In either case, Luna’s caution proves justified, as none of the others is interested in hearing about more creatures that quite possibly don’t exist. They’re uncomfortable saying any more because they don’t want to hurt Luna’s feelings by letting her know how strange she seems to them. And so the group falls silent.
There’s one last thing about the scene that feels familiar to me. I didn’t have the words to describe this until I read a touching blog post written by an autistic woman about an elderly neighbor who had passed away. She described his manner of speaking as “more a series of announcements than conversation.”
When I read that, I suddenly realized that I often communicate this way, by suddenly stating something I’ve been thinking about without worrying about how it’s related to something else. I do this most often at home with my family, because they are used to it. With me, it’s very often a statement about something that happened in sports or science or some news about a favorite TV show. We’ll just be sitting there silently, and I’ll say “Temple is joining the Big East,” or “Someone discovered the world’s smallest chameleon,” or “They’ve started filming season 7 of Doctor Who.”
Luna does the same thing when she suddenly makes a comment about being hungry and liking pudding. And it’s not really the statement itself that comes off as odd, considering that the first thing the students will do when they reach their destination is eat dinner. It’s the fact that her statement isn’t directed toward anyone in particular.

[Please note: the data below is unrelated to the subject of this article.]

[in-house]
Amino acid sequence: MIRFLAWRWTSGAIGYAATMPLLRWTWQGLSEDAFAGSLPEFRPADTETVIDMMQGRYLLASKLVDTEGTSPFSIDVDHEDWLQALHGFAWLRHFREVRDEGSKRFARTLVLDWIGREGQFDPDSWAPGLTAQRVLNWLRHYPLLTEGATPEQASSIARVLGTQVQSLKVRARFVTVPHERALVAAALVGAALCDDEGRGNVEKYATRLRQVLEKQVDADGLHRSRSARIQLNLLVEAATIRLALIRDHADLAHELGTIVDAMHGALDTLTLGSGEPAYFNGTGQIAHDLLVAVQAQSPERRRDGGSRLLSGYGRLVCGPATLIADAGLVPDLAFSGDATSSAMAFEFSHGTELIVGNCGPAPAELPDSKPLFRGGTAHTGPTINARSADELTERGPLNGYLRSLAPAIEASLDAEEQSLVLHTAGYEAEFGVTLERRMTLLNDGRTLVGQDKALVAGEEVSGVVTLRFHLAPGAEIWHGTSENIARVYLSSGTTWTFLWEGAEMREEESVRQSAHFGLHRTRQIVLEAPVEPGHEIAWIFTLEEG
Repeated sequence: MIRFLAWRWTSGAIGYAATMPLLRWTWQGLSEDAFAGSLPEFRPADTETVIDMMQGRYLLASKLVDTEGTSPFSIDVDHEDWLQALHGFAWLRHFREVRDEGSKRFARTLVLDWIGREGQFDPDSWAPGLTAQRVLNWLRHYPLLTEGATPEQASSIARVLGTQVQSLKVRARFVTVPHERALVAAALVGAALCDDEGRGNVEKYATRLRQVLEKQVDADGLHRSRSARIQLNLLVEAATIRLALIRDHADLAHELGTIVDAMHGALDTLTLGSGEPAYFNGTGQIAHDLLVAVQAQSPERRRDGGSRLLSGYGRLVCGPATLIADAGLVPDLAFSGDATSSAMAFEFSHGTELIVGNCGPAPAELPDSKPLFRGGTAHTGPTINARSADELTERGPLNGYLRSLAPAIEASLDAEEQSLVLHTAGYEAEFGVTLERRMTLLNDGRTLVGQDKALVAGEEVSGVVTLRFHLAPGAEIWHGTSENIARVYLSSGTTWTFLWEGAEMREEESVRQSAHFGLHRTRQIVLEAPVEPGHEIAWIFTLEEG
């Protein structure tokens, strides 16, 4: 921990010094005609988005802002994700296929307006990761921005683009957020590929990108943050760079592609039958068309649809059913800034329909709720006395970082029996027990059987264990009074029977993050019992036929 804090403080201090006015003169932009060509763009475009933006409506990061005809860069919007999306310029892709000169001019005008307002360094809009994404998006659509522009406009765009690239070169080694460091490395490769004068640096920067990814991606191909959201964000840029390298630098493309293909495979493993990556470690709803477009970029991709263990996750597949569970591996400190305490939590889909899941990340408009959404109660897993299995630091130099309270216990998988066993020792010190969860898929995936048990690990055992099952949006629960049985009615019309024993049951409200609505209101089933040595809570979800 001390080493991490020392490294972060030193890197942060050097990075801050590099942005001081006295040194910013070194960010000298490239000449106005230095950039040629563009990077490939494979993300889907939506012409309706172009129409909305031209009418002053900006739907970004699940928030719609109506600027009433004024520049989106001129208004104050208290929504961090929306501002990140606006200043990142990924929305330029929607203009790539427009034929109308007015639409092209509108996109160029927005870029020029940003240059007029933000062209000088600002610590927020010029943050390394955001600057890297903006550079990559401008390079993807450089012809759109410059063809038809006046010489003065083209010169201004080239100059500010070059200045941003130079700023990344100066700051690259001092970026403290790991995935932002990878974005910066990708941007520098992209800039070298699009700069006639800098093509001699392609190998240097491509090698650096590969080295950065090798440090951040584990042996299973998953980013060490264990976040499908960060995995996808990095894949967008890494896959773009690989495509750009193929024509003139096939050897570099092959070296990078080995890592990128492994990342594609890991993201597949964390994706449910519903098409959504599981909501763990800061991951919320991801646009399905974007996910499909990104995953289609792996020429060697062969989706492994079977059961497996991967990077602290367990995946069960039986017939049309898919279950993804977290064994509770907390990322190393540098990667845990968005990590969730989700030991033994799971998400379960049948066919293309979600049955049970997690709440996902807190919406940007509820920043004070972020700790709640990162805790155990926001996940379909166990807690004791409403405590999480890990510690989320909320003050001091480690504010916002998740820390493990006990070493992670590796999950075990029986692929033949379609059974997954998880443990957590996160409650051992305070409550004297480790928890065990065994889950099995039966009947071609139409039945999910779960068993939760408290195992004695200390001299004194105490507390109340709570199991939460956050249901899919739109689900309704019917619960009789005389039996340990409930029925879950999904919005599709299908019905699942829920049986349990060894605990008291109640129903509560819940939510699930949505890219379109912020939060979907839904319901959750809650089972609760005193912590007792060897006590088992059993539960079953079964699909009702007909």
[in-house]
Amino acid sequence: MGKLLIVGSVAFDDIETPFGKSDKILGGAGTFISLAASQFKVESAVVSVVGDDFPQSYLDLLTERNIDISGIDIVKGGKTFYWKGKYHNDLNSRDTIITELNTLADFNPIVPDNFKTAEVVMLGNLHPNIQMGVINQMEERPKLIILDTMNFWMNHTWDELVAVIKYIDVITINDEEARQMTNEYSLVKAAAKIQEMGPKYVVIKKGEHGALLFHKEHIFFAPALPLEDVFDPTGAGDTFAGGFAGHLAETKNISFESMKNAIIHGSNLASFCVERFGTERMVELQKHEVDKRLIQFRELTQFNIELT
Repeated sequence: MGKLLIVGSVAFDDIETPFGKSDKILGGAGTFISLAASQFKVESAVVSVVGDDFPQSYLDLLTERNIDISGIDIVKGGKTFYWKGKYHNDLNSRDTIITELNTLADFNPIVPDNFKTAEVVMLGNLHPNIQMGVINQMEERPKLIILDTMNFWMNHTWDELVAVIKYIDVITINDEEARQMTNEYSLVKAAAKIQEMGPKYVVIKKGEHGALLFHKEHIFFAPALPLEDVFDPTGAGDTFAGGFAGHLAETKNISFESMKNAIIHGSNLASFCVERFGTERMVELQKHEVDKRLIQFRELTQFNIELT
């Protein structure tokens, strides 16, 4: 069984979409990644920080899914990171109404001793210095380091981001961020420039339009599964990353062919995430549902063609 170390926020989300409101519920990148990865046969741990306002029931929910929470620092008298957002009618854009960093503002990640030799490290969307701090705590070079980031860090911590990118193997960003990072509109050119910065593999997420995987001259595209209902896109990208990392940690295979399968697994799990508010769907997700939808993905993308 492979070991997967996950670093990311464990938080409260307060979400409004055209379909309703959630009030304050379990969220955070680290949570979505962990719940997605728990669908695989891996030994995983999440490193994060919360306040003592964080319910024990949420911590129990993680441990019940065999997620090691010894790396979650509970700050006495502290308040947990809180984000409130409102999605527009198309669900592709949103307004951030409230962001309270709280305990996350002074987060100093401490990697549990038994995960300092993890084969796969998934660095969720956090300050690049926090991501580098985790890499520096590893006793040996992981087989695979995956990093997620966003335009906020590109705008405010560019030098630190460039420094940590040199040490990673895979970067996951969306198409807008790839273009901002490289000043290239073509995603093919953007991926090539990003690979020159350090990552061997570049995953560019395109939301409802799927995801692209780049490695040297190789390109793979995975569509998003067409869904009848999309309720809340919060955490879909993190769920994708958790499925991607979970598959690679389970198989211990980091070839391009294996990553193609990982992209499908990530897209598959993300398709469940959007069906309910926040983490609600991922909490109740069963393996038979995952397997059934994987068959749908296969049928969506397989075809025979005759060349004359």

To whom is she speaking? Everyone? No one? Herself?
Does it matter?
Well… To most people, it does. At least based on what I’ve read about conversation skills. Most people expect that when you speak, you are intentionally addressing someone in particular (or a particular group of people). And once again, those nonverbal signals of body language, facial expression, and vocal inflection are usually what communicate that intent– the very things that people with Asperger’s and autism struggle to master.
I find I am often content to fling my words to the air and hope they’ll find their own way to the intended recipient(s). Usually I’m just glad to have them out of my head, because it already took me a lot of energy to organize my thoughts into words and verbalize them.
But that kind of communication tends to throw people for a loop; they’re not used to hearing statements that don’t seem to be directed toward anyone. They don’t know if they should respond or not– what if you were just thinking out loud? Sometimes people’s brains are so used to a “normal” conversation that they won’t even hear what you said at all!
I think that non-directed statements can also be a symptom of being shy. It’s hard to speak with intention if you aren’t very confident. And if someone reacts to what you said in a way that you’re afraid might be negative, you have the fallback of being able to say “Never mind,” or “It’s nothing.” Shyness is not the same thing as autism or Asperger’s, but it makes sense that the two can go hand in hand– if you struggle with nonverbal cues because of how your brain is wired, I think you are likely to become shy about speaking up.
I’ve still got more to say about how the character of Luna Lovegood develops as the series goes on, so I guess there’ll be a least a third part to this series! (…Nathan said to no one in particular.)